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pursuit of wealth

From: Mani Varadarajan (mani_at_be.com)
Date: Thu Jul 01 1999 - 11:46:28 PDT

Dear Bhaktas,

A question has been on my mind lately:
to what degree is the pursuit of wealth
compatible with the principles of our
religion?

A simple, knee-jerk answer would be that 
wealth should be pursued to the extent that
one needs it to sustain oneself and one's
family. We are repeatedly taught that materialism
leads only to misery and nothing higher.  It seems, 
however, that this is is too simplistic an answer 
to a complex question.

Our ideals are people such Nammalvar, Desika, 
and other early acharyas, who completely eschewed 
building their personal fortunes in favor of 
spiritual pursuits. There are many other
real-world examples, even outside our sampradAya,
such as Sankaracharya.

However, today, we are faced with situations where
it seems as if a significant amount of wealth is
needed to care for oneself and one's family. Health
care is expensive, college is expensive, food is
expensive, travel to India is expensive, books are
expensive -- where does it end?

Modern day scholars such as Uttamur Viraraghavachariar
and Kanchi P.B. Annangarachariar dedicated their life
to traditional learning, so it seems that such a detached
life is possible. But is it really? Both of these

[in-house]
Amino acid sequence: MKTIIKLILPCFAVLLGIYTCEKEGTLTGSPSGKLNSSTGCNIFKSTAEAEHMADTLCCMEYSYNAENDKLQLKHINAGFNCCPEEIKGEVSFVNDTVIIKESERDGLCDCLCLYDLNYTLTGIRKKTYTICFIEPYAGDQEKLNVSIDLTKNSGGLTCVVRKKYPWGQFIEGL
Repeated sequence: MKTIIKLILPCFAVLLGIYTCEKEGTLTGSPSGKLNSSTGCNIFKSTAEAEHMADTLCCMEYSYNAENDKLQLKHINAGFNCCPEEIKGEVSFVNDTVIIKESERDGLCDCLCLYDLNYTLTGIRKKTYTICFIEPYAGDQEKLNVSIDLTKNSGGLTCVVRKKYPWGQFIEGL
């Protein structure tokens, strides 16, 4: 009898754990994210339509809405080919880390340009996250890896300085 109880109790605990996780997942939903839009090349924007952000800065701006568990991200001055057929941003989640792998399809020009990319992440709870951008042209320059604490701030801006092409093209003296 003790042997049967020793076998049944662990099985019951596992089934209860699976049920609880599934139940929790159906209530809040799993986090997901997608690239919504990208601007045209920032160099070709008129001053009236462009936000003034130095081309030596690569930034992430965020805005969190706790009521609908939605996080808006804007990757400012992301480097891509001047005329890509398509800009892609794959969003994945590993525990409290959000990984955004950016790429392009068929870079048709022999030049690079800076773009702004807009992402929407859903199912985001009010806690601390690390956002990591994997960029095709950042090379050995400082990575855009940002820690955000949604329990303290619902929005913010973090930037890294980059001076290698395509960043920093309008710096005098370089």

scholars depended on very wealthy disciples and sponsors
to continue their pursuits. Clearly, someone here is
building wealth, and such wealth is "useful".

I find it hard to pursue wealth, even a little bit, and
at the same time concentrate on detaching myself from
material desires. From all sides, we are encouraged 
to pursue money. It's not just the West that encourages
this, but countless "traditional" forces in India as
well.  The poor man is rarely respected as much as the
rich man, even among hyper-religious circles. Grandparents,
parents, and friends, Indian or otherwise, counsel us
to make lots of money to live a so-called "comfortable"
life.  Famous swamis such as the Ahobila and Vaanamaamalai
jeeyars are heavily dependent on rich disciples for their
activities.  

Here's the bottom line question: is a detached, unmaterialistic
life religiously necessary? Is it possible? If so, how does one
go about it? To what extent should one pursue wealth, if one
is truly desirous of liberation?
 
I invite thoughtful responses from all members, including
those outside the sampradAya.

Mani